Since verdicts were passed last night in what the local press called the “Megacausa ESMA,” it was appropriate to take a walk today around one of the newer parts of Buenos Aires I’d yet to explore: the Parque de la Memoria. ESMA is an acronym for the Naval Academy, setting for some of the most brutal torture experienced by the desaparecidos during the last military dictatorship. Trials against the military personnel involved were reopened in 2005 & bit by bit the more notorious figures are being given life sentences.
According to the official website, this park was created as the first official memorial to crimes of the era & approved in 1997. Inaugurated in 2007, the 14-hectare public space remains a work in progress. The riverfront location was chosen because it is close to the ESMA & a military airstrip where several planes took off with a cargo of desaparecidos… only to drop them into the river to their death.
As with most new public spaces in Buenos Aires, this one is filled with a lot of concrete. But there is a nice balance of green space as well. Modern sculptures designed with the desaparecidos in mind decorate the entrance with many more scheduled to be placed in the future:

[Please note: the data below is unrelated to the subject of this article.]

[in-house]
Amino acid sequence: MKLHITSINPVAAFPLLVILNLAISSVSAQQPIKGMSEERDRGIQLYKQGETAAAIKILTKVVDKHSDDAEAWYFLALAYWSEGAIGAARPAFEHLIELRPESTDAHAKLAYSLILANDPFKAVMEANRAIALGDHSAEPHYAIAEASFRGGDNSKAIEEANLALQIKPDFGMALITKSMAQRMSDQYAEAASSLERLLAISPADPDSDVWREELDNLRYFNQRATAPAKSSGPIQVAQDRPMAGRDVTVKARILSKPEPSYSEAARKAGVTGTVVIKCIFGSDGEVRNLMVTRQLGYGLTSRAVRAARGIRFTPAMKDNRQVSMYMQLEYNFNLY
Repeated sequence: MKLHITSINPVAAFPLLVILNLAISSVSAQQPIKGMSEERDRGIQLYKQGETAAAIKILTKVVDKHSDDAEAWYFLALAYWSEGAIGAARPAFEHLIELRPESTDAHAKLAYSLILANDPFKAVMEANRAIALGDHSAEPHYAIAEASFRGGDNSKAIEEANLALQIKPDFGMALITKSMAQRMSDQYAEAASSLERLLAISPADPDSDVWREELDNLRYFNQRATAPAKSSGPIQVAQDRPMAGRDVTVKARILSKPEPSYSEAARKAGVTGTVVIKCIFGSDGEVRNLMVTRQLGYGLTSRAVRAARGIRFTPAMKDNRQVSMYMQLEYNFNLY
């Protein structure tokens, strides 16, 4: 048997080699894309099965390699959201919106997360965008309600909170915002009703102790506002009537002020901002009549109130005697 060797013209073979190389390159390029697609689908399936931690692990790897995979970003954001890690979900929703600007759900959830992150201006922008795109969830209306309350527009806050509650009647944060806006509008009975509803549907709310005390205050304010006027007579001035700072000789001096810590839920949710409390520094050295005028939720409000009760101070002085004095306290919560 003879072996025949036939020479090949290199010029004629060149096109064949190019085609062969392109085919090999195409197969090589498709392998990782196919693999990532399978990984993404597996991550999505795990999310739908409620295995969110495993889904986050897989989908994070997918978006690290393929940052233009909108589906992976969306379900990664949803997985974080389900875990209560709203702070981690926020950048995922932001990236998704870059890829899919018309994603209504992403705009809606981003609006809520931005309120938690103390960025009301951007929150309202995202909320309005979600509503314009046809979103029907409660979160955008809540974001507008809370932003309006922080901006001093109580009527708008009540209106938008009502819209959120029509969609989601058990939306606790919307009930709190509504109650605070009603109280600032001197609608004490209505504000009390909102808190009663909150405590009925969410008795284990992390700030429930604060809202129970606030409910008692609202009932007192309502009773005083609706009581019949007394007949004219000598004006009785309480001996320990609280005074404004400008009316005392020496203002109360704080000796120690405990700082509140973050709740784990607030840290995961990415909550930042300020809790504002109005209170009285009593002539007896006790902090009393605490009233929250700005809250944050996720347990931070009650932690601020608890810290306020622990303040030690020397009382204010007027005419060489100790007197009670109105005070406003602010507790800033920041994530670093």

My favorite was the group of signs which told a detailed story of the dictatorship. Didn’t stop to read them all… the day was gorgeous & the park was practically empty, so I spent most of my time gazing out into the Río de la Plata:
The major monument is composed of four concrete walls with a total of 30,000 stone plates. 9,000 are etched with the names & ages of those who were kidnapped, tortured & killed by the military. Forming what the city government calls an open wound in the landscape, names are set in relief & each styled like the Vietnam War Memorial in Washington, DC:
Scattered around is more modern art to ponder & the river promenade eventually leads to the Ciudad Universitaria. Love the statue of the man in the river by Claudia Fontes:
The entire space, although surprisingly empty given the gorgeous day, seemed interesting & will no doubt improve over time. The location is a bit out of the way for such an important memorial but makes sense given the complicated history. And finding a place to enjoy the river isn’t easy in Buenos Aires. How the park develops will be key if it is to incorporate successfully into the city… definitely worth checking out on a nice day.